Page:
Victory for Ukraine at politically charged Eurovision Song Contest

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Jamala

ONE of the most hotly contested Eurovision Song Contests in recent memory saw Ukraine’s entry awarded with a victory that will do little to dissuade critics that the competition has become something of a political mouthpiece.

Singer-songwriter Jamala, whose full name is Susana Jamaladynova, won the 2016 edition on May 14 with her politically charged rendition of the Crimean Tatar ballad ‘1944’, which evokes the deportation of thousands of her ancestors by Stalin at the time.

Embracing victory, Jamala said she hopes the award shows that the continent was “ready to hear about the pain of other people” and urged “peace and love” to the cameras in Stockholm.

Opinion is split on whether the song won on its own artistic merits, and it is certainly one of the most poignantly beautiful expressions the contest has seen, or whether the result was a predetermined statement of disapproval against Russia’s annexation of the Crimean Peninsula in 2014.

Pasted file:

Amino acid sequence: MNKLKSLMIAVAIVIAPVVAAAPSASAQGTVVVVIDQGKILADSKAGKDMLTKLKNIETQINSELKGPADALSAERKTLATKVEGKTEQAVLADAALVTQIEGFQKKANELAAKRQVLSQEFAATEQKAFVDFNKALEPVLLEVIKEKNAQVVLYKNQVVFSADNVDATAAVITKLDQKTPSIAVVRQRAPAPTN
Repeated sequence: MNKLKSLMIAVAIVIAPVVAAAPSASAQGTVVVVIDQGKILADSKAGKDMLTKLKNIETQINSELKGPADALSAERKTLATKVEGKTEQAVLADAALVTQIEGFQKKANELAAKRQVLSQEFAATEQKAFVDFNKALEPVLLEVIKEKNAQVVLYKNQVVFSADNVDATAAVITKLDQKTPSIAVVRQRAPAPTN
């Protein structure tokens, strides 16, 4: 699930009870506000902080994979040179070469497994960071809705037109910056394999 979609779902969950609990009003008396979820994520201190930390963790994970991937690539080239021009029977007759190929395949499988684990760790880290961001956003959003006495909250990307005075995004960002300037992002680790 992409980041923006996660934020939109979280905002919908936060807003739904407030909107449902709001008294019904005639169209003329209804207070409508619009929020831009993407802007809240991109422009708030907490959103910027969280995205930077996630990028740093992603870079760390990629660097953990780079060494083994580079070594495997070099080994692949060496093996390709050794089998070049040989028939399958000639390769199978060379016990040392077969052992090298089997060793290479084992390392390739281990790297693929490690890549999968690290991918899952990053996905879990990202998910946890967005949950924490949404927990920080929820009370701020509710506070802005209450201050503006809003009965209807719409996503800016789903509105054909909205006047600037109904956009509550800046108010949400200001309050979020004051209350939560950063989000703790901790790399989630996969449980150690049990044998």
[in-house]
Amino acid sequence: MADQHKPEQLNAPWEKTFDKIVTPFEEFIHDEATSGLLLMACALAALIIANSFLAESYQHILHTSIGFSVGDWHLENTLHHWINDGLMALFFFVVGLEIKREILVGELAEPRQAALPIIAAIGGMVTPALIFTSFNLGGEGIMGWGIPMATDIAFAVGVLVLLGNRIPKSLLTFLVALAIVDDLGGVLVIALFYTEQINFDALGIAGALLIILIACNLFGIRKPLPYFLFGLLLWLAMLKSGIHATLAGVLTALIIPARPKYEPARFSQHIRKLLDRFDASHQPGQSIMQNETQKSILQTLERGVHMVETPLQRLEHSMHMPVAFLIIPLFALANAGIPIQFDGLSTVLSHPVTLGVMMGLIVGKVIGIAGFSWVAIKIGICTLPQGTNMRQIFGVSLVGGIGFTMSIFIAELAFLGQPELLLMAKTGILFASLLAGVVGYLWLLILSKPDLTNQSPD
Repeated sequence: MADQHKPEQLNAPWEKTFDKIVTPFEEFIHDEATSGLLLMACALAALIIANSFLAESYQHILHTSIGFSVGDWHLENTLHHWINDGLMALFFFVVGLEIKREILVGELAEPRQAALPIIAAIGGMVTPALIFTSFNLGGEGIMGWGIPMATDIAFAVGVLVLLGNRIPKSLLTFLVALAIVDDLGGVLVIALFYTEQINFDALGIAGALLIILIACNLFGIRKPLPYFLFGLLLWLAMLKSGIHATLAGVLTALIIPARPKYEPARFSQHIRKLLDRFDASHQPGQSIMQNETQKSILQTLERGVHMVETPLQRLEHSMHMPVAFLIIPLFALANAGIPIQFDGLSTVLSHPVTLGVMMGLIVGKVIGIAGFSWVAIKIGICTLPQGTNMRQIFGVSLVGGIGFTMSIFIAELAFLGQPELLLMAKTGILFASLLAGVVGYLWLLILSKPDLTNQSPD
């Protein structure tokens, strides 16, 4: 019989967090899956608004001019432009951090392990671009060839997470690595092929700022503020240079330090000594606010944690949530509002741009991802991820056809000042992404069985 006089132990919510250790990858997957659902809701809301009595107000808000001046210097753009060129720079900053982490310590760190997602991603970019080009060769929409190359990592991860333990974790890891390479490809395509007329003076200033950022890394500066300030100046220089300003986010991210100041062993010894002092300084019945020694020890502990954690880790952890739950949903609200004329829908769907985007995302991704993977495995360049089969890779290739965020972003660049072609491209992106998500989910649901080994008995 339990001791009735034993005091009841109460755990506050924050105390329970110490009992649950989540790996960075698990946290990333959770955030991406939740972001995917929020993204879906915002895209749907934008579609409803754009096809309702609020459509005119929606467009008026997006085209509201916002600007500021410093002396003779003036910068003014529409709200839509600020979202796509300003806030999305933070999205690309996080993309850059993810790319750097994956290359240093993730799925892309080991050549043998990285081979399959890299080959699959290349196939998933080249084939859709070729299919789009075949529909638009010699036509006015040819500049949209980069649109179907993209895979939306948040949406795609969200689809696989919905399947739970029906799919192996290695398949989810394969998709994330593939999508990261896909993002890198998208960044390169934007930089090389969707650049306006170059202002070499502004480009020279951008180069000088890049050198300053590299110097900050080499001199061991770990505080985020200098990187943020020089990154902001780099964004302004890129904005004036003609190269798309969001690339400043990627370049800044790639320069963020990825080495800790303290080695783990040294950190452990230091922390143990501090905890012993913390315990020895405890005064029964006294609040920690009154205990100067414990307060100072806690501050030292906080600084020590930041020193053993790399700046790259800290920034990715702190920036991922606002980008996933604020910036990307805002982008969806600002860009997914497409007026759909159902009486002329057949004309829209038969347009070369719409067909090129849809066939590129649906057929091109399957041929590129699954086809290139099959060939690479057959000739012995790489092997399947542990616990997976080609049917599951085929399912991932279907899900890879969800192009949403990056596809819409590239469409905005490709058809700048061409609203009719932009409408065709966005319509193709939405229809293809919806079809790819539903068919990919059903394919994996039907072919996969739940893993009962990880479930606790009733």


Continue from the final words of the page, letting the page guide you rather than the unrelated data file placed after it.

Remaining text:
While loudly welcomed by the vast majority of Crimeans, the move, following an American and EU backed coup in Ukraine, has been heavily criticised by western politicians and media. The Tatar minority, now under Russian sovereignty, have been vocally opposed to the change and intensive crackdowns have weakened the Tatar political authorities.

“Of course it’s about 2014 as well. These two years have added so much sadness to my life. Imagine – you’re a creative person, a singer, but you can’t go home for two years. You see your grandfather on Skype, who is 90 years old and ill, but you can’t visit him. What am I supposed to do: just sing nice songs and forget about it? Of course I can’t do that” said Jamala who has been living in Ukraine since the events unfolded.

The decision has been widely condemned within Russia, with nationalist elements in the country previously considering the victory of Austrian transgender contestant, Conchita Wurst, another example of the contest being more an outlet of western propaganda than musical talent.

This year’s Eurovision also saw guest nation Australia almost steal victory with Dami Im’s Sound of Silence, while Russia, favourites among bookmakers, came third. Joe and Jake from the UK continued Britain’s historical relationship with the judges by coming 24th out of the 26 entries.

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